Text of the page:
Our response to the NAO's report exploring pressures on children’s social care
Advising my clients in local government at the moment can sometimes resemble therapy rather than professional management consultancy. They are facing the toughest budget setting round they will have likely experienced in their lives. Already having saved 30% over the past 3 years, they are now facing at least another 30%, and often more. Staying positive in these circumstances is a tough ask for both members and officers. Tensions run high; relationships are strained and staff jobs are at risk in the run up to Christmas. Being creative and bold is difficult; yet it is likely to be the only way that a sustainable future can even be imagined, let alone delivered.
One major opportunity area which I think has been neglected is in prevention and early intervention. This may seem a surprising claim – after all reablement in adult social care has been a real success; and troubled families in children’s services has also had good press. What more can be done?
Actually there are still three huge opportunities, and we are helping our clients with each of these.
Firstly, there are still too many children being taken into care, and too many older people and vulnerable adults requiring support. We have shown that this demand is not inevitable. Our clients’ reviews of their own cases show that around 30% of the children being taken into care could have been avoided with better prevention; and a similar proportion of adults and older people. These budgets between them account for around 70% of local authority spending; a 30% reduction here is huge.
Second, prevention spending itself is hugely inefficient. Our analysis shows that it tends to be fragmented and not coordinated; often duplicative with many small interventions on the same individual or family; poorly measured and managed; targeting the wrong issues, and with a lack of accountability for improved outcomes. One example is in children’s services; the vast majority of family breakdown is caused by parental behaviour; but just a tiny fraction of the work done on ‘prevention and early intervention’ is aimed at actually getting these parents to change their behaviour. Savings can be made here too; but more importantly reorganisation is required to ensure that it delivers. Our recently released map (for our iNSIGHT mail subscribers) shows how this might be done.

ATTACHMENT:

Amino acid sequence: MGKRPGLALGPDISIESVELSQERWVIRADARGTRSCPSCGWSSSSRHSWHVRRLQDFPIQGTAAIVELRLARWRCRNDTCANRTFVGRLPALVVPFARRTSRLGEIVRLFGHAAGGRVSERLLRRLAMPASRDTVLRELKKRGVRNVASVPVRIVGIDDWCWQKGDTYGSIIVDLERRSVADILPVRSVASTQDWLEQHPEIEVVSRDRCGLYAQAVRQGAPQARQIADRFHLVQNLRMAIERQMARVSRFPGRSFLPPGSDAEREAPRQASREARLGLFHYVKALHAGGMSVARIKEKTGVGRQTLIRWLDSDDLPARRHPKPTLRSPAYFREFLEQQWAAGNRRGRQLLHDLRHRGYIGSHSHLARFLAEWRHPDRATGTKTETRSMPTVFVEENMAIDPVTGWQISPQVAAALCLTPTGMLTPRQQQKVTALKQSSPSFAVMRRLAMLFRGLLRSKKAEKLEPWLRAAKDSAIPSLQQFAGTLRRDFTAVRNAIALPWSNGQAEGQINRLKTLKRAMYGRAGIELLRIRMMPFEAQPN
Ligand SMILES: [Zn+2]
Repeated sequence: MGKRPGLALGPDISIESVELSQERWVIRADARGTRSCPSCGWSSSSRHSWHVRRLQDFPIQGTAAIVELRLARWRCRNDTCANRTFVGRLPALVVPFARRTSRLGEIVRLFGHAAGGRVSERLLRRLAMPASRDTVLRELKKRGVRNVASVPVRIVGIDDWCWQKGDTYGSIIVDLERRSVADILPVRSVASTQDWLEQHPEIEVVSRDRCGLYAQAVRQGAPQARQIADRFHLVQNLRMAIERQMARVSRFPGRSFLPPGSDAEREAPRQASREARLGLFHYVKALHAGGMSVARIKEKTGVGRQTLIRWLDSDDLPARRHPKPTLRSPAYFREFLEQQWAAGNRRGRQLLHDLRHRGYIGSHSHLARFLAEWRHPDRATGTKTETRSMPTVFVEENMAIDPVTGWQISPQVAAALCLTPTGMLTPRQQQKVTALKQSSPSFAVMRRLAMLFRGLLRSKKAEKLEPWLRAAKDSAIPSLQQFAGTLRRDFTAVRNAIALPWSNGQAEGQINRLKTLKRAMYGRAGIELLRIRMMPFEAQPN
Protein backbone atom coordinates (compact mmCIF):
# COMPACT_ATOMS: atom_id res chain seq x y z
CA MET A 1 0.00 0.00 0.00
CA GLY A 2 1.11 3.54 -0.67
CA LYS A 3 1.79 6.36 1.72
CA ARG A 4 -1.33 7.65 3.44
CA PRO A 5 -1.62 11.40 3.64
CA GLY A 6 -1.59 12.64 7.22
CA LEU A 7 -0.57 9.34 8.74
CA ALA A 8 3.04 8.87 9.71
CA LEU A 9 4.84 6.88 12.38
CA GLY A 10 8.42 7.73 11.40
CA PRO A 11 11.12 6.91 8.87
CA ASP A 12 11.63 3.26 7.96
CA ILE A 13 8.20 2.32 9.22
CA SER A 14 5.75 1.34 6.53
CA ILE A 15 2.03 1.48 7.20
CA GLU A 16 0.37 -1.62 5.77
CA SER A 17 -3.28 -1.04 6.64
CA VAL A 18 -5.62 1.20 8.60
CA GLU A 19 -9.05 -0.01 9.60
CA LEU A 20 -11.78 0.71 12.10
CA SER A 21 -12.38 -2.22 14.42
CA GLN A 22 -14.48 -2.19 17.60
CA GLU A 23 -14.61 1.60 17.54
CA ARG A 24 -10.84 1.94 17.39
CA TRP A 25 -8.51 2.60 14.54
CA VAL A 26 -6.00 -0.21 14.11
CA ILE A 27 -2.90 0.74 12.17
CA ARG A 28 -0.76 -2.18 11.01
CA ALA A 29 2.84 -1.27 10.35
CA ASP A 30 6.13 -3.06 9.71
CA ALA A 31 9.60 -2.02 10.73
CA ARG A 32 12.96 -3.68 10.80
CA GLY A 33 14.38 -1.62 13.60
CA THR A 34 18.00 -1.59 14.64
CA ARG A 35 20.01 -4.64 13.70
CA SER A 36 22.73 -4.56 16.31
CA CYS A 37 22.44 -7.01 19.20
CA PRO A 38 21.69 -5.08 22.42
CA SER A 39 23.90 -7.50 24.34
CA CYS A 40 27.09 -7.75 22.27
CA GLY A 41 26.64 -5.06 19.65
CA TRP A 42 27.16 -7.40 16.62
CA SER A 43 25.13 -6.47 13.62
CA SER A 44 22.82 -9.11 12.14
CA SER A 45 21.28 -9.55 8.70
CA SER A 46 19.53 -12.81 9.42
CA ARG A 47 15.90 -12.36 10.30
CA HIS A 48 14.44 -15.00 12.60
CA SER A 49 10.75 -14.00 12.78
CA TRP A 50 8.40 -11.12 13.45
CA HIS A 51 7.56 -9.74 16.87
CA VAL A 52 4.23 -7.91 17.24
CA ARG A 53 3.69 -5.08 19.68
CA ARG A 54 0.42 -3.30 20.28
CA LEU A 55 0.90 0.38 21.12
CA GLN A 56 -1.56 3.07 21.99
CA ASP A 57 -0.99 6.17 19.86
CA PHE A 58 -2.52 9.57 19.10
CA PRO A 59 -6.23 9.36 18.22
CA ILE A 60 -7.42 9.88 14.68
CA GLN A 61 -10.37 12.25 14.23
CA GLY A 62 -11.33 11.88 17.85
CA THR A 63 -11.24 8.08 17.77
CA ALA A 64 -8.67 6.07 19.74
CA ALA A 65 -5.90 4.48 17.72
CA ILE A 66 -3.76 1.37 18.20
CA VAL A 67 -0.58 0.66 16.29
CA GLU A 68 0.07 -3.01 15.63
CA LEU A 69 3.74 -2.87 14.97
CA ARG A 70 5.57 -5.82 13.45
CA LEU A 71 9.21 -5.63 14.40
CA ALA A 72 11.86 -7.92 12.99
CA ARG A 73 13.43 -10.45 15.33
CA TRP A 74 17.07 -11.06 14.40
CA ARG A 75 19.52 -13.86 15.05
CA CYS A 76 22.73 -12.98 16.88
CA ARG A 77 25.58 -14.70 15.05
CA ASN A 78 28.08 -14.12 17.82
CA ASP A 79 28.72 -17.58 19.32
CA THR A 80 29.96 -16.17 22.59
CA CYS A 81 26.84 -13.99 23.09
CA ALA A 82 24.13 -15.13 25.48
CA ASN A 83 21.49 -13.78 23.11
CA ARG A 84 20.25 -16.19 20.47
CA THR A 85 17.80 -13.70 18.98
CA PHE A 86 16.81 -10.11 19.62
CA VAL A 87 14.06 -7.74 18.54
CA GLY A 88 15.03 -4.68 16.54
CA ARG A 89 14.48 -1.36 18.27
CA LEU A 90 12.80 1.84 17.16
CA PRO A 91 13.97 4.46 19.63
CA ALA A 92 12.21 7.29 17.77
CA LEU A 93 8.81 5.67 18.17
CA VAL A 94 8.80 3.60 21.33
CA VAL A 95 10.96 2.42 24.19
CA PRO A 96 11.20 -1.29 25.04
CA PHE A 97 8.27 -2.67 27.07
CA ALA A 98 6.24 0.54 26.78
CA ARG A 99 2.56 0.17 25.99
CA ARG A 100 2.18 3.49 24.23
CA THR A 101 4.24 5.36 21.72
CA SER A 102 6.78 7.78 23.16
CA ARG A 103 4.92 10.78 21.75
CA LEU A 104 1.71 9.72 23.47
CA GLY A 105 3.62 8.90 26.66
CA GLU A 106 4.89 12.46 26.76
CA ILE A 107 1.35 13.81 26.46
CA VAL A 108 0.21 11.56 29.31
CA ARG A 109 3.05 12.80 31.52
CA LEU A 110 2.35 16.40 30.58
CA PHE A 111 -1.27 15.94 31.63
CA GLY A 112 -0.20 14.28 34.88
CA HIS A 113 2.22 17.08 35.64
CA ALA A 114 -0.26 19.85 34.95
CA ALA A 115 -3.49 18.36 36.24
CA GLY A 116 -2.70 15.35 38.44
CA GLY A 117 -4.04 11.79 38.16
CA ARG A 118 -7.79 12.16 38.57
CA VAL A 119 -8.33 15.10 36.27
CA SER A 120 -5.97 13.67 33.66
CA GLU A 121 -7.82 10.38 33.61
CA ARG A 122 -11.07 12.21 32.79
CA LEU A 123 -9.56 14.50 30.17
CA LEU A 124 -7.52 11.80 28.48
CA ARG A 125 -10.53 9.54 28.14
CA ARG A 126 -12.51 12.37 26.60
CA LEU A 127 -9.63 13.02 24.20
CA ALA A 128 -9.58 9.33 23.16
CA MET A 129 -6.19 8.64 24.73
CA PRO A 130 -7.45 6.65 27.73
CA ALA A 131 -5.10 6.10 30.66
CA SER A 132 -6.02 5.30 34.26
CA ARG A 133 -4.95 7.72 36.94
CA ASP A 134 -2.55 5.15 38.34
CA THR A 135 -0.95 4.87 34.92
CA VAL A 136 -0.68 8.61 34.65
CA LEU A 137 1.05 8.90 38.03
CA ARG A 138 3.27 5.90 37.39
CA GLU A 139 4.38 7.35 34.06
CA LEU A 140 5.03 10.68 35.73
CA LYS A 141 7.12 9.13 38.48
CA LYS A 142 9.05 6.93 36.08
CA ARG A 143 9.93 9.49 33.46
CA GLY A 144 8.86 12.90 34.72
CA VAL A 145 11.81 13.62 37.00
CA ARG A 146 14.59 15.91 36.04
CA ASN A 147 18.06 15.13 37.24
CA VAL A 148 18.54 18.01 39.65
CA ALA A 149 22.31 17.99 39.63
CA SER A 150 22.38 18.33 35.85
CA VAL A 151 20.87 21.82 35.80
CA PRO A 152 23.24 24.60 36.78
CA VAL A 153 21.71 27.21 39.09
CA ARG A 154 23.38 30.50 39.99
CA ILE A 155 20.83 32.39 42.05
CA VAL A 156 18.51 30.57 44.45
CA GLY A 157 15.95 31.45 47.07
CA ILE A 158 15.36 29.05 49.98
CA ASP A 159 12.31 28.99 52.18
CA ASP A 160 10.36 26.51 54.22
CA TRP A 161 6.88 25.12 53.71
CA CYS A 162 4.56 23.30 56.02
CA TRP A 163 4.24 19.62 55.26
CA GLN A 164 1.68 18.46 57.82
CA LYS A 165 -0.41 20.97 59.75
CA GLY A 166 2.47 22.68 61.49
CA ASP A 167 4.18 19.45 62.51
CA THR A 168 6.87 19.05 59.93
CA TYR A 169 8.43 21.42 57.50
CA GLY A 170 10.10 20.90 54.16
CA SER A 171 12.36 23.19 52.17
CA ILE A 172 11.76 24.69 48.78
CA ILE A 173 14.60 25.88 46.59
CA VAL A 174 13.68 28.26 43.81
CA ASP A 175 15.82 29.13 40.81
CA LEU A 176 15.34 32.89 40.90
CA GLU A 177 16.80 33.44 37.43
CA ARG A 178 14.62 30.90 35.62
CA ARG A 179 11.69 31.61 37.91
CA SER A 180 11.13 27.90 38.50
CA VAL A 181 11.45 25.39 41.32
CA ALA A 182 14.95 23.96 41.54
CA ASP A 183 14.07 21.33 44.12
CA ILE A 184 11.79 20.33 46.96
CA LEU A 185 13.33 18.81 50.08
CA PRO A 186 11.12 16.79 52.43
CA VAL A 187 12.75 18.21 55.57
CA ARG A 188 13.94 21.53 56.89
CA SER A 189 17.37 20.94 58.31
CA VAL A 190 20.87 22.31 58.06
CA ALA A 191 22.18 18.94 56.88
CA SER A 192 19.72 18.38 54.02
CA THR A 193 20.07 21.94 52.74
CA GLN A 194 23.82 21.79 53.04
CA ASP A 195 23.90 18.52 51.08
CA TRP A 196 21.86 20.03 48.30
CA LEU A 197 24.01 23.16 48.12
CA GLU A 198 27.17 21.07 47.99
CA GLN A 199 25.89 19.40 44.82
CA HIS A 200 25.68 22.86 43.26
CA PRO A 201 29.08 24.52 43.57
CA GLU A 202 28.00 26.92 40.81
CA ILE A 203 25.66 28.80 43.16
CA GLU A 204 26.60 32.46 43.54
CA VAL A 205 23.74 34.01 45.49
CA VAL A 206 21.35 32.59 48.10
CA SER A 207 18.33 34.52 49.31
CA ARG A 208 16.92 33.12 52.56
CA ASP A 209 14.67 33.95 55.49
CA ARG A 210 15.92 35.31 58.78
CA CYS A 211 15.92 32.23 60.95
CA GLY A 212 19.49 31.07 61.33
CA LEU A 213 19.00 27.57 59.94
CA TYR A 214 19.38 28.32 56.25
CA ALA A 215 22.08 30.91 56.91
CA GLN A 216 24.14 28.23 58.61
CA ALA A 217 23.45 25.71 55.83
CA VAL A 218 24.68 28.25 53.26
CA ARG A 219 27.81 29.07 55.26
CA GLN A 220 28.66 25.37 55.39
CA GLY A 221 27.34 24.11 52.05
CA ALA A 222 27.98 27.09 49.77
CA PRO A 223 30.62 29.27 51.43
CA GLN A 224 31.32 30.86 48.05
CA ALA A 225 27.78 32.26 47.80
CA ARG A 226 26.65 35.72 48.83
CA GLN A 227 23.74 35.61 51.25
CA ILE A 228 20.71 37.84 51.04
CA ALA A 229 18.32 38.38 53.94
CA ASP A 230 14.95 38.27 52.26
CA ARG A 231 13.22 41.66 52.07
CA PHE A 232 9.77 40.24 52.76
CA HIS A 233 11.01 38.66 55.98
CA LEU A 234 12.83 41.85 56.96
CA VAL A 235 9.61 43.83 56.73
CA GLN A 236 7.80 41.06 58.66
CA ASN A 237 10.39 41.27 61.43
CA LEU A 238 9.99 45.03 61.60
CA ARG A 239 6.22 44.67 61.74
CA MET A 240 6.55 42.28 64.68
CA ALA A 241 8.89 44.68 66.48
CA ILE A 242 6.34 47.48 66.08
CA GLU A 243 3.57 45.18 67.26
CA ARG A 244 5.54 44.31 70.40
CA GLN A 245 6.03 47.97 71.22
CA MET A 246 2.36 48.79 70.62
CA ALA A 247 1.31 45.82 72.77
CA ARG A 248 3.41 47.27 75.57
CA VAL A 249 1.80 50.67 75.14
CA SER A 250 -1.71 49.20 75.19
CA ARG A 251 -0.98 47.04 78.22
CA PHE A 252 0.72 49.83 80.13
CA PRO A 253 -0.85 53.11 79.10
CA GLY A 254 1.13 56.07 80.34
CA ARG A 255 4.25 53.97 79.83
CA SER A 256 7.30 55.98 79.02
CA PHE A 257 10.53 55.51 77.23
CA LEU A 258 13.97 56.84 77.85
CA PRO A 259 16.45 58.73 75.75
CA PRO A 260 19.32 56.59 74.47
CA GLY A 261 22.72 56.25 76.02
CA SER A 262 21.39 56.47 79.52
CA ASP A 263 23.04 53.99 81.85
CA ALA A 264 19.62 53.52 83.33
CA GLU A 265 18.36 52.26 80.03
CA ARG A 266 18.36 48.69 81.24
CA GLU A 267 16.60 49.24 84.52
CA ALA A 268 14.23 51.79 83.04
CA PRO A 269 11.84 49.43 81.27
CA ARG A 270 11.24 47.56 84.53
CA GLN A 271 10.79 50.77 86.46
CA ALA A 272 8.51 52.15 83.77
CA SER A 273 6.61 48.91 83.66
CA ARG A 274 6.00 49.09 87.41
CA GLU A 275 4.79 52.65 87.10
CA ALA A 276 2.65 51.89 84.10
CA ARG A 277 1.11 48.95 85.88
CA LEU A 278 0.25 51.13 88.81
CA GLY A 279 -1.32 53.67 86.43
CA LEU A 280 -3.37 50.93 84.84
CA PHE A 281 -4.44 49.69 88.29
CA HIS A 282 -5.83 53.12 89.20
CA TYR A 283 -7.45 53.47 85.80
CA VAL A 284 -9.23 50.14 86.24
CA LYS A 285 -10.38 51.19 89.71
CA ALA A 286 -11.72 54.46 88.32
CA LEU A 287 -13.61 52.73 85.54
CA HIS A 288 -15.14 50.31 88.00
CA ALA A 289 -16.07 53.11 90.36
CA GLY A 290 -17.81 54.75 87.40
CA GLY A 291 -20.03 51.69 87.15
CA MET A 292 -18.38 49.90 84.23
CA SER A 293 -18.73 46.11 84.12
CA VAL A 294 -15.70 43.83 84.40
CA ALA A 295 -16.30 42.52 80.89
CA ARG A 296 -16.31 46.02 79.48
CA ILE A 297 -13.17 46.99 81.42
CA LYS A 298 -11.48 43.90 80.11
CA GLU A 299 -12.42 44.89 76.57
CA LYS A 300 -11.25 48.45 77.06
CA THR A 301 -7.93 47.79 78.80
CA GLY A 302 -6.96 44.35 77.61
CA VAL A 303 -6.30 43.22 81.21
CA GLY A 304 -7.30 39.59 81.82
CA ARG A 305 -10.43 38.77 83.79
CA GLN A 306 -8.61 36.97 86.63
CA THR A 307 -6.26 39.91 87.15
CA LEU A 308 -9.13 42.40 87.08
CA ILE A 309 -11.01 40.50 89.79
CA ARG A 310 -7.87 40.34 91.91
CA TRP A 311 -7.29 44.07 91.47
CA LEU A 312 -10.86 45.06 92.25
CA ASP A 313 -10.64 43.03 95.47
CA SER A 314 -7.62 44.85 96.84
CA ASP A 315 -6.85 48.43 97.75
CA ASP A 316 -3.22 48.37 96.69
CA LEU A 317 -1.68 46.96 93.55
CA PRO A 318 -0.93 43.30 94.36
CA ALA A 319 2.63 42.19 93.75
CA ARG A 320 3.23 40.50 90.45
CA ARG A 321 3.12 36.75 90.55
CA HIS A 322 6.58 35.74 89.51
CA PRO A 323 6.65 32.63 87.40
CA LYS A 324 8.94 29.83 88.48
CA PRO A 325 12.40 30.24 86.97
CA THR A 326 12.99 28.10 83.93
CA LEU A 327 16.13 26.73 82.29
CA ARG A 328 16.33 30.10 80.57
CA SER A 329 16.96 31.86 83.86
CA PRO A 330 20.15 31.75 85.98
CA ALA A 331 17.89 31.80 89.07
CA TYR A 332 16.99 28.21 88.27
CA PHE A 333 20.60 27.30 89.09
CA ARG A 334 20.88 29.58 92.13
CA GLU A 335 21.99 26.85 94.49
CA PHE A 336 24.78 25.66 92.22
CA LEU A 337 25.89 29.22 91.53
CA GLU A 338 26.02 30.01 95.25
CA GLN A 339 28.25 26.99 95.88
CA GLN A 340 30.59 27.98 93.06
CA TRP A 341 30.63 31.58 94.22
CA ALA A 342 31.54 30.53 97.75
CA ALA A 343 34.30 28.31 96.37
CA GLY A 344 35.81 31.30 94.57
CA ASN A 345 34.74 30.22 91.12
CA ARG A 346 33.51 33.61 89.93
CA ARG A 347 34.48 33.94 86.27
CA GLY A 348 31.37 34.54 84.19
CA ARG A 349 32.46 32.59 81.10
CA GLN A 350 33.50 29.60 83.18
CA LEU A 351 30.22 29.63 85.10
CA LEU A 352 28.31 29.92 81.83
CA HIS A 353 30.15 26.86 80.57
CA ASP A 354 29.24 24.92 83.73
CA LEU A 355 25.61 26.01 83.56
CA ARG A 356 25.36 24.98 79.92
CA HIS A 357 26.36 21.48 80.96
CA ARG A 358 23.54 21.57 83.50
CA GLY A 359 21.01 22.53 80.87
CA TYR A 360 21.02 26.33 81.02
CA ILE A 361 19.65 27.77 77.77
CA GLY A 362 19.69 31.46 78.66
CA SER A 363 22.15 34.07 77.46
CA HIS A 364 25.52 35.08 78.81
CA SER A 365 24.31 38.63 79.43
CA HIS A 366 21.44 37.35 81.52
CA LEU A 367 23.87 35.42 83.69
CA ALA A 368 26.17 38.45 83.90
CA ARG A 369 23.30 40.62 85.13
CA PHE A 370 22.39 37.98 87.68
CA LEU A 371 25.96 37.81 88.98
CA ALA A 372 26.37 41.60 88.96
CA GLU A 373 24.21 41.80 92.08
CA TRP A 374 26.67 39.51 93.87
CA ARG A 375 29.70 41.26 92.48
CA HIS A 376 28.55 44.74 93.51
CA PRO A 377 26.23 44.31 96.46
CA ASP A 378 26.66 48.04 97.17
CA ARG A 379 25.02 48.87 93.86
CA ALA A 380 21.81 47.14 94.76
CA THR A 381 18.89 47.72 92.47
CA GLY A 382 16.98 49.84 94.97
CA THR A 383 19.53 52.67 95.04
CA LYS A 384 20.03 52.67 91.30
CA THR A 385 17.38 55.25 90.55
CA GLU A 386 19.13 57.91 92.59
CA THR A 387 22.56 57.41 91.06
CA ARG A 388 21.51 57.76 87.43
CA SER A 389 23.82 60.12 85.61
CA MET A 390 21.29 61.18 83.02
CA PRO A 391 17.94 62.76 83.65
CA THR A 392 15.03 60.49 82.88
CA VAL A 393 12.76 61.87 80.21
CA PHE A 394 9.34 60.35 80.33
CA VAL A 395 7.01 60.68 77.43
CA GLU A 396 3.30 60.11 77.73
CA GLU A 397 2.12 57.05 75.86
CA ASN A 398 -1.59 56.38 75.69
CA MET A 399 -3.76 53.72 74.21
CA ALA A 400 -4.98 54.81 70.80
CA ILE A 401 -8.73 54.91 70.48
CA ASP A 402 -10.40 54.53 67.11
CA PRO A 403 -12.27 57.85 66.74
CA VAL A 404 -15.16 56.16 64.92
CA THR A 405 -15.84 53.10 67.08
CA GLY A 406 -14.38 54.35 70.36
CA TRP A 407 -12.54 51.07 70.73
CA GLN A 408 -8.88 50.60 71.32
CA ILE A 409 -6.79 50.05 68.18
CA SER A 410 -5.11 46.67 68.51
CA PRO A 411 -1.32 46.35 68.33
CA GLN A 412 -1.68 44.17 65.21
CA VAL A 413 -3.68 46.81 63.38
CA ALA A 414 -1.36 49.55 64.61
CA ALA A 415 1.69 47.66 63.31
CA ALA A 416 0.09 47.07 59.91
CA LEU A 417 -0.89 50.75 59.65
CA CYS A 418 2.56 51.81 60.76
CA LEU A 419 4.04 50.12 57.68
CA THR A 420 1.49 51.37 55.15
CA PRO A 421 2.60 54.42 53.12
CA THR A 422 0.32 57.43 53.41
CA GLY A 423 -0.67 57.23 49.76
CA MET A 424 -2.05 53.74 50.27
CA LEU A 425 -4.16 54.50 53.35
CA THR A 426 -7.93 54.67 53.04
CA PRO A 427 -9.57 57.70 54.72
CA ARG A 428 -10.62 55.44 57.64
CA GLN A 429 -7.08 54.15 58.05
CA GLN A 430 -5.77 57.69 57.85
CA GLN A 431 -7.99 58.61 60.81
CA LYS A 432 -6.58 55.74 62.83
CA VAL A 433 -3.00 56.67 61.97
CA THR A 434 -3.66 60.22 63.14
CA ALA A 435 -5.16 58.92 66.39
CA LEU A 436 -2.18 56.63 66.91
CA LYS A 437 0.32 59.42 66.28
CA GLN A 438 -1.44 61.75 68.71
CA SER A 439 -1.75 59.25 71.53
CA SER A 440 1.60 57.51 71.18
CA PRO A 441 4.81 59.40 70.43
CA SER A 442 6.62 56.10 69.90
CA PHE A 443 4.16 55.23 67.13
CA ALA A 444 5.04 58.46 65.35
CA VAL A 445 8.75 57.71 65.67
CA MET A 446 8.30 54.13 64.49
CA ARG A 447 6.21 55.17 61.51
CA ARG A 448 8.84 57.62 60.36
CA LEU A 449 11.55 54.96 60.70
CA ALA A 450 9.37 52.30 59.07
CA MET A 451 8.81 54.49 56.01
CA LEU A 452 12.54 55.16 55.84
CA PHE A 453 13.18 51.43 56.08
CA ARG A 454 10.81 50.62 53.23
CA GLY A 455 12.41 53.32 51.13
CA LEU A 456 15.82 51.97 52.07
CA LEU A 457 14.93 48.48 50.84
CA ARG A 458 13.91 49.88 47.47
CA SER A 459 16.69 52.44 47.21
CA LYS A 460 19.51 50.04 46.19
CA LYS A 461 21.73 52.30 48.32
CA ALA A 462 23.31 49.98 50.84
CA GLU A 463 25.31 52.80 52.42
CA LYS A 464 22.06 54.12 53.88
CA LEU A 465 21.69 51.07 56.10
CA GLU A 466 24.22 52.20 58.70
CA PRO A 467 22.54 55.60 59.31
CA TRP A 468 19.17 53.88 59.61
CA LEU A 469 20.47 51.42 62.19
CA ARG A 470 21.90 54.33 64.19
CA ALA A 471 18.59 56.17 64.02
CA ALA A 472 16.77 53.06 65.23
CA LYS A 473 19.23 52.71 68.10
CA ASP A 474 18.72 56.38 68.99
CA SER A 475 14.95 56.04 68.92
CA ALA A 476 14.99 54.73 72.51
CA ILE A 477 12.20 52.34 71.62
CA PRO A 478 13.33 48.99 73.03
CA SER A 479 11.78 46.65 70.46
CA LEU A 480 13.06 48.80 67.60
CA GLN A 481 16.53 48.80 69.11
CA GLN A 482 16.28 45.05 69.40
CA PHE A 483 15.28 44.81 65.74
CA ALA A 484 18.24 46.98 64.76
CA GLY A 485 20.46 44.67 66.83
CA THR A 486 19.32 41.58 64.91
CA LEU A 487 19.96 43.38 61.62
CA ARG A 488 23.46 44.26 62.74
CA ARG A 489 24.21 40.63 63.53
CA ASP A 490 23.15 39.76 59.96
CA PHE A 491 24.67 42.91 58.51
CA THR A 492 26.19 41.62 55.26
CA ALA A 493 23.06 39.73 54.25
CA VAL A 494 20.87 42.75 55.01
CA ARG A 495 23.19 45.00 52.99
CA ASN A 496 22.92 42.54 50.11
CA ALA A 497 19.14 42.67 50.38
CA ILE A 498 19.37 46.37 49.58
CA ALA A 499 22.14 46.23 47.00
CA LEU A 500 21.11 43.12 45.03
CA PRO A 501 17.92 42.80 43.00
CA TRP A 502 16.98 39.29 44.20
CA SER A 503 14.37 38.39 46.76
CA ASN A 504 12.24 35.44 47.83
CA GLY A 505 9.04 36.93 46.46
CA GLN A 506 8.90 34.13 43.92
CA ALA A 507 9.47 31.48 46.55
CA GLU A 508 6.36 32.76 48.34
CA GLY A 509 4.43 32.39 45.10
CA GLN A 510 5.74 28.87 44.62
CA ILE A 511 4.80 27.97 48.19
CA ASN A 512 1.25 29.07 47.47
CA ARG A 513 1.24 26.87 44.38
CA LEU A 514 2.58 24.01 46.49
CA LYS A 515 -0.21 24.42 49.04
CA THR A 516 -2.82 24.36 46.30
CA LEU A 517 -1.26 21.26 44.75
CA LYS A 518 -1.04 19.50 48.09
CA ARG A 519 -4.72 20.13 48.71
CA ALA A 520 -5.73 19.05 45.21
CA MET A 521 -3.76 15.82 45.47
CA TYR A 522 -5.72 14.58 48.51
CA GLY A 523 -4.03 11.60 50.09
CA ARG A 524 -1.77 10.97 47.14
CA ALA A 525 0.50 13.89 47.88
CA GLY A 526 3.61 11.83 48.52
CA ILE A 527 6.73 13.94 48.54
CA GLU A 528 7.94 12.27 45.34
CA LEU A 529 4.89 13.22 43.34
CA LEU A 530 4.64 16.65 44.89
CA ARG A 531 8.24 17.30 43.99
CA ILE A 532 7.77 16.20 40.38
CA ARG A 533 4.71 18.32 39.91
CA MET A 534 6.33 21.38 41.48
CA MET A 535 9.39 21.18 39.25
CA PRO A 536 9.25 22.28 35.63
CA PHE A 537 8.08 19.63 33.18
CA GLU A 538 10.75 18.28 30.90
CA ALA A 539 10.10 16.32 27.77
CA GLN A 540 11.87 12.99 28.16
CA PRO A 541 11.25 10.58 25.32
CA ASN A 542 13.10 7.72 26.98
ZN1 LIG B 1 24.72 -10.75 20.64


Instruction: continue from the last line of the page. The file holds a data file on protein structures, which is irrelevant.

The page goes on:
Finally, poor interfaces with internal services and external agencies means that there is a lot of make-work, and wasted effort. One of my clients worked out that £1m of social work time was taken up assessing children where ‘no further action’ was taken. Similarly, our work has shown that staff in external (referring) agencies for vulnerable children think that, as a default, the right place to send a child if they have even mild concerns, is social care. Getting these behaviours right so that children and adults are helped in the right place at the right time would save another significant amount of money.
Overall, delivering these changes requires system leadership, a willingness to challenge traditional custom and practice, and confidence to believe that not only is demand not inevitable, but that public agencies can do something to prevent the needs arising in the first place.